Sculptors typically begin the laborious sculpting process with a large block of foam, an electric chain saw, and a maquette (a french word for scale model). The maquette is used to guide the sculptor in making a large-scale replica of the small model. As you can imagine, this process can get very messy very quickly. These finished foam characters can have many different types of finishes from natural organic looking to matte to automotive looking shines.
More information can be found at Foam Characters.
Foam Sculpting is one of the most popular mediums for sculpting – an art form that produces fast and awesome looking sculptures. Whether for trade shows, museums, theme parks and attractions, retail stores, office complex’s, lobby displays, faux landscape, or special events; foam sculptures can provide a realistic awe-inspiring physical model of the original design.
These foam sculptures can be themed models, statues, animals, creatures, murals, props, architectural, dioramas, letters/numbers, special foam shapes, or unique displays. They can bring-to-life a creature and it’s surroundings, relive your favorite movie scene, attract visitors at a tradeshow, or create that magical environment you have always wanted to participate in. You are only limited by imagination. These sculptures can also be used for tradeshow displays.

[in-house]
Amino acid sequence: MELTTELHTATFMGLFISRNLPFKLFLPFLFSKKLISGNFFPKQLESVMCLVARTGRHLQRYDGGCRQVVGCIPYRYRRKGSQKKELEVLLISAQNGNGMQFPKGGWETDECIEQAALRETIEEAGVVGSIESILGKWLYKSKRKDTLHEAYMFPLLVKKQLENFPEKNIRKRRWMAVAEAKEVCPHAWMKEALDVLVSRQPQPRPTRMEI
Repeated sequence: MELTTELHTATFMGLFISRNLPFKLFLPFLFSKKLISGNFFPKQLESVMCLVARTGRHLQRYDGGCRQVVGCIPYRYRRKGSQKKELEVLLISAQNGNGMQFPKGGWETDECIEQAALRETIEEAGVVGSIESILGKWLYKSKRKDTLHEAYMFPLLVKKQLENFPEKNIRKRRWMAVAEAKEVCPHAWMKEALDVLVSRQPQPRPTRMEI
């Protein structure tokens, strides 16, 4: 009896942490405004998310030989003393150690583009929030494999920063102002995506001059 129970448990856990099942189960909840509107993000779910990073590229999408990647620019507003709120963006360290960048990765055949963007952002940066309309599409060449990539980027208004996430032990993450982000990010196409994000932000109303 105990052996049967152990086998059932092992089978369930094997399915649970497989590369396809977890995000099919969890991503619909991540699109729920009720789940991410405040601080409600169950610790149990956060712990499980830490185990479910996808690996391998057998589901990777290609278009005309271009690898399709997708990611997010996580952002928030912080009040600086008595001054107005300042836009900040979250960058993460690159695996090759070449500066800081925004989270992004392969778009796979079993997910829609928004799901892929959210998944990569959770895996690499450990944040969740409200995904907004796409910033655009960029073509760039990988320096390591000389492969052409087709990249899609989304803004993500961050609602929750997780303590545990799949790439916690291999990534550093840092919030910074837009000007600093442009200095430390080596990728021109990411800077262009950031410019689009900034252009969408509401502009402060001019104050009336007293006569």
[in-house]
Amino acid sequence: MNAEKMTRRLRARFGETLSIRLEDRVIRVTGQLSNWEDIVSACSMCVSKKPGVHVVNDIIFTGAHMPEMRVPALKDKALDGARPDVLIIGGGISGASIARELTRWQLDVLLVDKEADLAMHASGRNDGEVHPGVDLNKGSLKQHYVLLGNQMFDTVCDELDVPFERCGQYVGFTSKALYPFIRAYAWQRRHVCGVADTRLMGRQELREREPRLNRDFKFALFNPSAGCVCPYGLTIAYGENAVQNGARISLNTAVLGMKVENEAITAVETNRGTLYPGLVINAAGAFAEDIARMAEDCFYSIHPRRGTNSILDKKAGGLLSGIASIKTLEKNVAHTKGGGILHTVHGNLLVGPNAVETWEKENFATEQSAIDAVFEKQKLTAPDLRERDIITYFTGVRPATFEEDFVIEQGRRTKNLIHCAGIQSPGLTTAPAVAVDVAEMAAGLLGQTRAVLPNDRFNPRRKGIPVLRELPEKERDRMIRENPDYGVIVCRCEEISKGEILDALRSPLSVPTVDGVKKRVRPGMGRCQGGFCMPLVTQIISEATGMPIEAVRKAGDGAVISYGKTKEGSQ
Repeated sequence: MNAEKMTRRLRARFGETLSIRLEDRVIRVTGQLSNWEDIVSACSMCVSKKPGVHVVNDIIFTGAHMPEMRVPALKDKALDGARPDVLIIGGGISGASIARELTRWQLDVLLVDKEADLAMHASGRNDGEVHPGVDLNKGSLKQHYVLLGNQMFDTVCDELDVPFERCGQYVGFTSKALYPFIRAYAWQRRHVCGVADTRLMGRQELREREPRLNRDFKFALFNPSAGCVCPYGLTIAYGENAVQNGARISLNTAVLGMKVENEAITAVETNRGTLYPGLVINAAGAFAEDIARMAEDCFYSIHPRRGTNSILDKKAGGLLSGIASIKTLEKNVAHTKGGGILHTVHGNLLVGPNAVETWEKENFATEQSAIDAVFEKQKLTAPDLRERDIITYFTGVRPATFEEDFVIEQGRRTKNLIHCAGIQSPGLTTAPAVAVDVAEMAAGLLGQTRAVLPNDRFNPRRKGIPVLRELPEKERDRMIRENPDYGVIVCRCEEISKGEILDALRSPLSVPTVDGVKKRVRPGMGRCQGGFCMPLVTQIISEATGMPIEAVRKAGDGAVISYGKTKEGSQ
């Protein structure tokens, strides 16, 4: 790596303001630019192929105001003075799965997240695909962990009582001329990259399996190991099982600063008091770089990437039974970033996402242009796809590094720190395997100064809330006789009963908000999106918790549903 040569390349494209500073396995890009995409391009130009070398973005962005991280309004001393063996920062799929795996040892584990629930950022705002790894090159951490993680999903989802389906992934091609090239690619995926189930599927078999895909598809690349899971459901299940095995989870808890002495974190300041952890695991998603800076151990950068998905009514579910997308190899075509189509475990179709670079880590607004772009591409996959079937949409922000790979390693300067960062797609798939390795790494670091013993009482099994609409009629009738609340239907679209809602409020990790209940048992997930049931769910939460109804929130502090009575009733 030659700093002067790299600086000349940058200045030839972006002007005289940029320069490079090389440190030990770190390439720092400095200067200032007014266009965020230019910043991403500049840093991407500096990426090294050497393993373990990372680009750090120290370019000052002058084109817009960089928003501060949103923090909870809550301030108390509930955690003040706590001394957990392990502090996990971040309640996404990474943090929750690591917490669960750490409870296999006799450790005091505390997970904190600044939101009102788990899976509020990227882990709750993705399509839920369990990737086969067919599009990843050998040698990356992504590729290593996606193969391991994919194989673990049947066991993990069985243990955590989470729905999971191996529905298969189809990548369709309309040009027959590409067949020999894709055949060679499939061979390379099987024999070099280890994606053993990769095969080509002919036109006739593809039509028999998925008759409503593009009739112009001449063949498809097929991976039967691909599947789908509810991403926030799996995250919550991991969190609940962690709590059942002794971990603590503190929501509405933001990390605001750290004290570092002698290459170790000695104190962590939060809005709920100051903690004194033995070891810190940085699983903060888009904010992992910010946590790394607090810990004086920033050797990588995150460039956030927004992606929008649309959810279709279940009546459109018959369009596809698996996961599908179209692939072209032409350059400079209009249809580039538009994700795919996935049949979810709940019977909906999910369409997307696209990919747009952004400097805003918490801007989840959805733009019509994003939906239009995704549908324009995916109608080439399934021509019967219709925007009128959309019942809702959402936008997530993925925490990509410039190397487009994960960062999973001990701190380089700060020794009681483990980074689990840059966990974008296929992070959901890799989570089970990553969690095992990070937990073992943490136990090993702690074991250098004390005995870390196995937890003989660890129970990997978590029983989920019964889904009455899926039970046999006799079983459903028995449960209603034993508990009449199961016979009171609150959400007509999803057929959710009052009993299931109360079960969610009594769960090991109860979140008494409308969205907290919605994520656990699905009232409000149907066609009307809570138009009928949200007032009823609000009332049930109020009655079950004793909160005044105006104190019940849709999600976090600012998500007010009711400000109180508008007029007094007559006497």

More information can be found at Foam Sculptures.
Foam Props and Movie Sets
Foam is a great material for creating props, armor, weapons, creatures, and anything that needs to be fabricated quickly and inexpensively. It is very common to see foam being used to create entire movie sets, theater background sets, haunted displays, amusement park backgrounds and structures, and church theming rooms to name a few.
Foam allows for realistic scenery creation or construction of buildings with elaborate background sets. Foam provides the benefits of being lightweight, economical and efficient in terms of fabrication times. Custom shapes can be created to support any type of imagination. Curious of what movies have used foam in their movie sets? A small list of movies and television shows that have used foam for scenery are: Alien and Aliens, Star Trek – The Next Generation, Battle Star Gallactica, CSI:Miami, The Matrix, Lord of the Rings, Ghostbusters, Batman, Night at the Museum, Eight Below, Jaws, Star Wars, Final Destination 3, Pirates of the Caribbean, James Bond, Saving Private Ryan, Smallville, Harry Potter, X-Men, and many others. Broadway shows that have used foam in the scenery are: Lion King, Mary Poppins, The little Mermaid, Phantom of the Opera, Blue Man Group, Les Miserables, and Beauty and the Beast.
More information can be found at Foam Movie Props and Sets.